In reality, I fear Dan will handily out-foodie me. Bring it, Dan.

And, also in the spirit of sharing, I wanted to pass along a recipe sent to me this morning by  long-time friend, social media superstar and part-time vegan, Nicolette Barber. Everyone’s trying to figure out what to do with this year’s tomato bounty. Nico shares a timely recipe for Double Tomato Bruschetta that looks scrumptious. Take your basic bruschetta recipe, add sun-dried tomatoes to increase depth of flavor and melt some mozz on top. Kick it up a notch, why dontcha?

All Recipes: Double Tomato Bruschetta

Haven’t tried the recipe, but want to. Readers, please keep sharing!

Another Great Corn Recipe: Sauteed Corn with Fresh Herbs Galore

Sure everyone loves corn on the cob. But after the first few butter-slathered corn on the cobs of the season, most folks start to wonder what to do with all those ears of corn. We had a bunch from our CSA pick-up, and as June reminded me, corn does not last. Fresh corn is a limited time only treat, and we all want to make the most of it.

Hubs and I discovered an awesome recipe in Bon Appetit a few years ago that has become one of our go-to recipes for summer corn. Sauteed Corn with Tons of Herbs is simple, easy and takes advantage of other seasonal items like fresh herbs and shallots. What else are you going to do with that parsley and basil gone wild in your garden?

From Bon Appetit:Summer Corn Saute with Tons of Herbs

This is an easy recipe, but it does take some elbow grease. First, remove the corn from the cobs.

Preparation: Corn removed from cobs

Next, chop up your herbs and shallots:

Hubs Handiwork: perfectly minced herbs and shallots

Then saute the shallots and cumin seeds in some butter, add the corn and continue to lightly saute. Remove from flame and fold in herbs. Add salt and pepper to taste and serve. Delicious warm or cold. Leftovers always welcome.

What do you do with summer corn once your love affair with corn on the cob has ended?

A Midsummer’s Favorite – Roasted Vegetable Gazpacho

Such a bountiful CSA Pick-up on Saturday…Here it is on my countertop and I already stored the purple potatoes.

CSA Pick-up 8/4/12

I had a few recipes in mind, like Gazpacho and Zucchini Bread. I also wanted to think of something to do with the corn, since we had corn on the cob the night before, and our pick-up included 6 ears. After June graciously picked some kirby cucumbers for us, I considered a standard gazpacho, but then remembered a favorite recipe from summers past.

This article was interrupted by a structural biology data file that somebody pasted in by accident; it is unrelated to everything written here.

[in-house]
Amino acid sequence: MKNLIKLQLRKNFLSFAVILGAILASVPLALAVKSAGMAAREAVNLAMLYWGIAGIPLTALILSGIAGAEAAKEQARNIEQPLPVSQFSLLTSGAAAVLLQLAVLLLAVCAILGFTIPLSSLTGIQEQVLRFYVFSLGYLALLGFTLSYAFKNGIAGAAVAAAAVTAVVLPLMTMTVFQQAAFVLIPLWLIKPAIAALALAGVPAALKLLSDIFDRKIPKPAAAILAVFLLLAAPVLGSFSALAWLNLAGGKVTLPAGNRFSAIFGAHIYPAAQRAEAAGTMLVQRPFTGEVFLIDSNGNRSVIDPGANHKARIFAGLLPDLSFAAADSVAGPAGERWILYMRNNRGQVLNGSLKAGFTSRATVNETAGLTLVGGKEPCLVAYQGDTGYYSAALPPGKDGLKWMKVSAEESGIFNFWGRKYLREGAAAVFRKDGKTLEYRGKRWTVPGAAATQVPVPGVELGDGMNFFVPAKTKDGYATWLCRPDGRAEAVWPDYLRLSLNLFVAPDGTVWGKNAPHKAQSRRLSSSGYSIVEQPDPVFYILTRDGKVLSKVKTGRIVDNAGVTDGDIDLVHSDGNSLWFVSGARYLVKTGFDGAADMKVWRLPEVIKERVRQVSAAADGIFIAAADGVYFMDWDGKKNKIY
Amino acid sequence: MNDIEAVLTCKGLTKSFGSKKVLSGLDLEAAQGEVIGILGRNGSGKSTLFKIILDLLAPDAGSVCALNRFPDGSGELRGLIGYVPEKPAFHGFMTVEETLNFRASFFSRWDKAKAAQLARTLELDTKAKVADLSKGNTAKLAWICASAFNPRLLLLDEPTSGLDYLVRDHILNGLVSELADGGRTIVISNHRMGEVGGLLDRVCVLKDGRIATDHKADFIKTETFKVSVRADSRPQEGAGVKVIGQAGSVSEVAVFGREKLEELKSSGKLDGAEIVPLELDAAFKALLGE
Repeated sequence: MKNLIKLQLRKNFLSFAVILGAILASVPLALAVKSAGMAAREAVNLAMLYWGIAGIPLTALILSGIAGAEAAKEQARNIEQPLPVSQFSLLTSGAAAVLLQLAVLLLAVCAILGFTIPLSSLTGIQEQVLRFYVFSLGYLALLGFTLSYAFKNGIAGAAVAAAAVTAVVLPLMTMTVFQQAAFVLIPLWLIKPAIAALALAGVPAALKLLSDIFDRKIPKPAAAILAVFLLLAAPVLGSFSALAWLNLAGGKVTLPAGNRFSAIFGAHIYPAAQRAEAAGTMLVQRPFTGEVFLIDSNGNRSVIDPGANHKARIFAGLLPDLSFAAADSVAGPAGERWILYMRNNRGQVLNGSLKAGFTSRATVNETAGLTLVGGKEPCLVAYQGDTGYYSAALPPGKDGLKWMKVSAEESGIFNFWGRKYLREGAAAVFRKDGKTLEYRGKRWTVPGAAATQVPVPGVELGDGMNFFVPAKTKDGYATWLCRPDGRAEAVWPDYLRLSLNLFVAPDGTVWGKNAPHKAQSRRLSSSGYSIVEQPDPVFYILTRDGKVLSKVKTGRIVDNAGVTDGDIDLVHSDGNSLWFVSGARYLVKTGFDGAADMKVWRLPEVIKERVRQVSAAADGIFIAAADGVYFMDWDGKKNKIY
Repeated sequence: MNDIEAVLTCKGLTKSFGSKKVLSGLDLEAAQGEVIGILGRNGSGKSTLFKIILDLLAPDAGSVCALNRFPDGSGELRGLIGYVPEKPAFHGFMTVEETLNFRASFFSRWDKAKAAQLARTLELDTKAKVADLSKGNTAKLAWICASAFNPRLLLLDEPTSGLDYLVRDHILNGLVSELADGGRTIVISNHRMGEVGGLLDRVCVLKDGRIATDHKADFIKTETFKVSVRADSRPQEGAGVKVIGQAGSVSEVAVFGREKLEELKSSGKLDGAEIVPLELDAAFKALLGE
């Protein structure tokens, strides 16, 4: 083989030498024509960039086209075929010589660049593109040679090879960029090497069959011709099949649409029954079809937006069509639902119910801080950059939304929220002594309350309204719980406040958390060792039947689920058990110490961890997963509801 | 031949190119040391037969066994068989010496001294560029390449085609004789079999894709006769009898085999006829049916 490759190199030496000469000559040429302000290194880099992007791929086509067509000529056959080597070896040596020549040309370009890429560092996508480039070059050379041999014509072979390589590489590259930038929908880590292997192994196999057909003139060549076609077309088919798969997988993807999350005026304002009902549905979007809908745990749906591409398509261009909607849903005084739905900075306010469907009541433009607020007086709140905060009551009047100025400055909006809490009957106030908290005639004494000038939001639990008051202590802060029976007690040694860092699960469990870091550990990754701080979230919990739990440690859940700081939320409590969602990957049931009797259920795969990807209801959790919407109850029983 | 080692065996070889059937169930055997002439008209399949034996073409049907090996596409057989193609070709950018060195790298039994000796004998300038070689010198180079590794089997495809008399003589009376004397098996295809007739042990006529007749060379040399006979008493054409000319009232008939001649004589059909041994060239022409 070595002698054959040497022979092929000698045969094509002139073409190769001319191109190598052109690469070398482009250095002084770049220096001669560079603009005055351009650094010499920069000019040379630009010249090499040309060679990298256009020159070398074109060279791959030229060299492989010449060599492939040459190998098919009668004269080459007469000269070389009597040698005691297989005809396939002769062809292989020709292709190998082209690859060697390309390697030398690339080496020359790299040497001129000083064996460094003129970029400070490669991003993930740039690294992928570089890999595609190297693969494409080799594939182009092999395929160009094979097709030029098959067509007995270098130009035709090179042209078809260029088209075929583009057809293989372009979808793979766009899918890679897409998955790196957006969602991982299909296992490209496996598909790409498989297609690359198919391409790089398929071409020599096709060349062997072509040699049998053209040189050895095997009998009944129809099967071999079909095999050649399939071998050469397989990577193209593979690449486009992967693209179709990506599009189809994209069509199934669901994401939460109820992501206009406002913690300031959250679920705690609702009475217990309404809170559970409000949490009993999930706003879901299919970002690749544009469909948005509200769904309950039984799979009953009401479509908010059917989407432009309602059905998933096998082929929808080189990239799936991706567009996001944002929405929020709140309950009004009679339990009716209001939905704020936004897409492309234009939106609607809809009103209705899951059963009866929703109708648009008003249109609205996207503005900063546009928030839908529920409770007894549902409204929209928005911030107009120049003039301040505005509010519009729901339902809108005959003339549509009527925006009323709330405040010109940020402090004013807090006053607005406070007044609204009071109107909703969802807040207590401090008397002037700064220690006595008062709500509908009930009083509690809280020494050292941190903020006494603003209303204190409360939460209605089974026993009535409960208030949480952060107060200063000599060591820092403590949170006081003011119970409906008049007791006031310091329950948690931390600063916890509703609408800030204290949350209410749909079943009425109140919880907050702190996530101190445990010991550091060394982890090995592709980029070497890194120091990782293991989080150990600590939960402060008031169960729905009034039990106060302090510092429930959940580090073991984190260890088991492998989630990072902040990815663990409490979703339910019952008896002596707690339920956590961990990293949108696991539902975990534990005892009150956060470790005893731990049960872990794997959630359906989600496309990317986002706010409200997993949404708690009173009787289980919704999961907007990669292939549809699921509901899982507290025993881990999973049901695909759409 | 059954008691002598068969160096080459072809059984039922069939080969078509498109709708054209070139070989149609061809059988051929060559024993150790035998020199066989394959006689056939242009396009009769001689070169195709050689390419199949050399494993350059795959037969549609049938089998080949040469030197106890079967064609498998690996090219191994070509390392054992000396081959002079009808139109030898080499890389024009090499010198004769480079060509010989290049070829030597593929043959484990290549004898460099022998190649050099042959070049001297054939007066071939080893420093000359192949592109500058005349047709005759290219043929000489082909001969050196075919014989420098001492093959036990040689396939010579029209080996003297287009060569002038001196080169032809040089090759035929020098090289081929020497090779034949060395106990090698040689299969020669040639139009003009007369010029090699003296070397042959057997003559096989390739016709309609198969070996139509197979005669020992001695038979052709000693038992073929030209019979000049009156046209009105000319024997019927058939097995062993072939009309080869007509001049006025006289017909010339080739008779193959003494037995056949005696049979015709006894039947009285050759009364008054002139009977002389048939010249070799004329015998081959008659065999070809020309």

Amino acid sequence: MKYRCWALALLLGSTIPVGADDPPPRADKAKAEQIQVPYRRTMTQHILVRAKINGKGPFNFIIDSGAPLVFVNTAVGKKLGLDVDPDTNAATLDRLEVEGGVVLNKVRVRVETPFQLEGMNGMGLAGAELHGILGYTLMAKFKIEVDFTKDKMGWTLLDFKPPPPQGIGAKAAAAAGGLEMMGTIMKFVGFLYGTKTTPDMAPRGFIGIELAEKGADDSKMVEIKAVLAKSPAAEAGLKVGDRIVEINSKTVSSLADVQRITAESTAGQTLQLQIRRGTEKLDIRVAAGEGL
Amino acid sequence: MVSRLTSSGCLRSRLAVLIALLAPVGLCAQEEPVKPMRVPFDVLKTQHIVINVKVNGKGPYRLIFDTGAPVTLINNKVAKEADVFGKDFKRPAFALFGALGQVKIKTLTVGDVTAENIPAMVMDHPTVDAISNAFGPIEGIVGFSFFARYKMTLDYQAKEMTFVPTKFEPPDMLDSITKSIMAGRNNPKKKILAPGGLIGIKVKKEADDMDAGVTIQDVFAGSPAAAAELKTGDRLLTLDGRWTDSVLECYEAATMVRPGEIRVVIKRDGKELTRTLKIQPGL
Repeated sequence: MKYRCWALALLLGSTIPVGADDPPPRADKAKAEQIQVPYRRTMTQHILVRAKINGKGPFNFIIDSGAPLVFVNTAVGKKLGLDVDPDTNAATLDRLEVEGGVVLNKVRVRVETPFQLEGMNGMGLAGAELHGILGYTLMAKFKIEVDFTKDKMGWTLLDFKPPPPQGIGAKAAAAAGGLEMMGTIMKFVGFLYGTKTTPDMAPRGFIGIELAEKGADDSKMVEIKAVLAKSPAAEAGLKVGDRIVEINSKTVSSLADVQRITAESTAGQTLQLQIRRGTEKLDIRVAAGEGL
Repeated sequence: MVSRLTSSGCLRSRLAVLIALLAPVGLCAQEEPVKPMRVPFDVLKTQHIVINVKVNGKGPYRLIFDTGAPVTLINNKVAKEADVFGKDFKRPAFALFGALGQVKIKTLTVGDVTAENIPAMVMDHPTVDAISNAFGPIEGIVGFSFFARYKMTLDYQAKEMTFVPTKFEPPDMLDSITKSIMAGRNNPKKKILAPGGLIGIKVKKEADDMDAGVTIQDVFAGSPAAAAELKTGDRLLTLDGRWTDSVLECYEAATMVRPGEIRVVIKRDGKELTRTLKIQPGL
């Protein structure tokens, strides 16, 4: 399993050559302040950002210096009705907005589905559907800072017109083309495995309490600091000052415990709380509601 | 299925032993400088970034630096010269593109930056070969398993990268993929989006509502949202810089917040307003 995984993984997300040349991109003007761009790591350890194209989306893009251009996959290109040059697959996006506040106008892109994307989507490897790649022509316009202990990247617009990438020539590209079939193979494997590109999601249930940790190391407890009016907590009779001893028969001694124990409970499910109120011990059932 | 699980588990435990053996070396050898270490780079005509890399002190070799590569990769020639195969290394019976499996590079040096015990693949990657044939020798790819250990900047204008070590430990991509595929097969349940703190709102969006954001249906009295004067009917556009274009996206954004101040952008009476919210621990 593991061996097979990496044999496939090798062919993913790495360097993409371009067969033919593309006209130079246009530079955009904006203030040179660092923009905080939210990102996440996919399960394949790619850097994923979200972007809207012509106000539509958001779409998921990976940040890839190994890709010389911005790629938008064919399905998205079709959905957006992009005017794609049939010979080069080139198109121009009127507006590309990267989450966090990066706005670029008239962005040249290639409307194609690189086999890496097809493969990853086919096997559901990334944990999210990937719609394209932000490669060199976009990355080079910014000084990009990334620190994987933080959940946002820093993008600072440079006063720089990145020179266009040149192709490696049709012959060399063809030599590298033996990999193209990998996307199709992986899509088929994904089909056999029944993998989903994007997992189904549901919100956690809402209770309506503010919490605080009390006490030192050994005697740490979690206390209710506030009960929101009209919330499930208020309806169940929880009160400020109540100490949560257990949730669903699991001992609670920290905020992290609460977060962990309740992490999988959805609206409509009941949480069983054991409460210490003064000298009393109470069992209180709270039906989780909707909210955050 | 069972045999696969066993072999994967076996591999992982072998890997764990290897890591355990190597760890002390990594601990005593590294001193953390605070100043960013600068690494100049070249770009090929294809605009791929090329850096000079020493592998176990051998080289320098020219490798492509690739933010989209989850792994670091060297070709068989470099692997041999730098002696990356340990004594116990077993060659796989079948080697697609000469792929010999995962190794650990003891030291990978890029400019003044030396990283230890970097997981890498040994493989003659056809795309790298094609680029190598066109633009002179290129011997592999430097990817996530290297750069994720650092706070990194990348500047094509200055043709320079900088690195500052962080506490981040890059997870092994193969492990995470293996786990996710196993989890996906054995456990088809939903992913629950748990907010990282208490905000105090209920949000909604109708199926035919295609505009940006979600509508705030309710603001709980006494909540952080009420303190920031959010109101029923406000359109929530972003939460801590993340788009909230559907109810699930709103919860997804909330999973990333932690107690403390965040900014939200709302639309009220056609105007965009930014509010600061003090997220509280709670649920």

I’ve made this recipe  for Roasted Gazpacho from Mark Bittman many times and it’s always been a success. It’s also a good way to use some vegetables like eggplant, squash, and overly ripe tomatoes in bulk that might be otherwise difficult to use up. In a nutshell, you chop up zucchini, eggplant, tomatoes, onions and garlic, toss with olive oil and roast at 400 degrees. I used yellow squash instead of green zucchini here (picture below). Either works fine – another forgiving recipe.

Preparation for Roasted Gazpacho: Chopped vegetables tossed in olive oil and dash of kosher salt, ready to go into oven.

Cool, purée with 1/4 cup red wine vinegar and 4 cups water. Season with salt and pepper and garnish with chopped pepper, cucumbers, and/or tomatoes to add crunch. Enjoy!

Rebecca, a blogger in Colorado, transcribed the recipe and included a pic, and funnily enough, her final product looks nothing like mine.

I also made 2 loaves of yummy Orange Zucchini bread.

Orange Zucchini Bread

Our friend Nash passed along the recipe and it was the first time I tried this variation on the classic zucchini bread. The orange rind and juice add a nice touch – slight tartness and interesting accent of flavor. You can also use less white sugar since the orange juice adds natural sweetness than with a traditional recipe (usually calls for 2 cups of sugar).

Zucchini Orange Bread batter

Here is the recipe I followed, similar to the Cooks.com recipe I linked to above:

Orange Zucchini Bread

1/2 c. canolaoil
1 1/2 c. sugar
3 eggs
2 tsp. vanilla
3 c. flour [I used 1 cup whole wheat, 2 cups all-purpose]
1 tsp. baking soda
1 tsp. baking powder
1 tsp. salt
1/2 c. orange juice
2 tsp. grated orange rind
2 c. grated zucchini


Mix all dry ingredients and set aside. Then mix the rest of the ingredients and cream well. Add the dry ingredients and mix well. Grease 2 bread pans and bake at 375 degrees for 50-60 minutes. You can add 1/2 cup chopped walnuts to batter as well.

Stay tuned for a great recipe for Sauteed Corn and Herbs…



It’s Thursday and do you know what’s Left in your CSA Basket?

Our CSA Pick-up day is Saturday and I’m usually out of food, ideas and energy for creative home cooking by Thursday night. Quick review of this week’s recipes:

But I’ve still got a few usable and useful items left, so it’s back to work tonight. I have the following left:

  • 1/3 quart cherry tomatoes – dinner tonight
  • Shallots and Garlic- dinner tonight,and these will last, so no hurry
  • Zucchini – have plans for zucchini bread this weekend, so sit tight
  • 1/2 head of cabbage – I’m out of ideas for you, cabbage head
  • 1 ear of early drought corn – Sam was going to eat for dinner, but the crazy rows look uninviting

Krazy Korn from CSA Pick-up 7/28/12

Krazy Korn is going in the compost bin.

We’ll have Salmon en Papillote and a green salad for dinner tonight. As I wrote in an earlier post, fish en Papillote is a simple to prepare dish for the kitchen weary. I’ll use the cherry tomatoes and shallots from my CSA pick-up, and then we’re ready again for Saturday’s stash.

American Classics: CSA Pick-up 7/28/12

This veritable bounty will be transformed into:
– Tangy mustard coleslaw – use cabbage
Corn chowder use corn, potatoes, tomatoes, shallots
Spaghetti al pesto genovese (ok, this isn’t an American Classic. Realized that after I published. Oops) – use string beans, potatoes, garlic and basil (from our garden and Wolfe Spring)

And more…stay tuned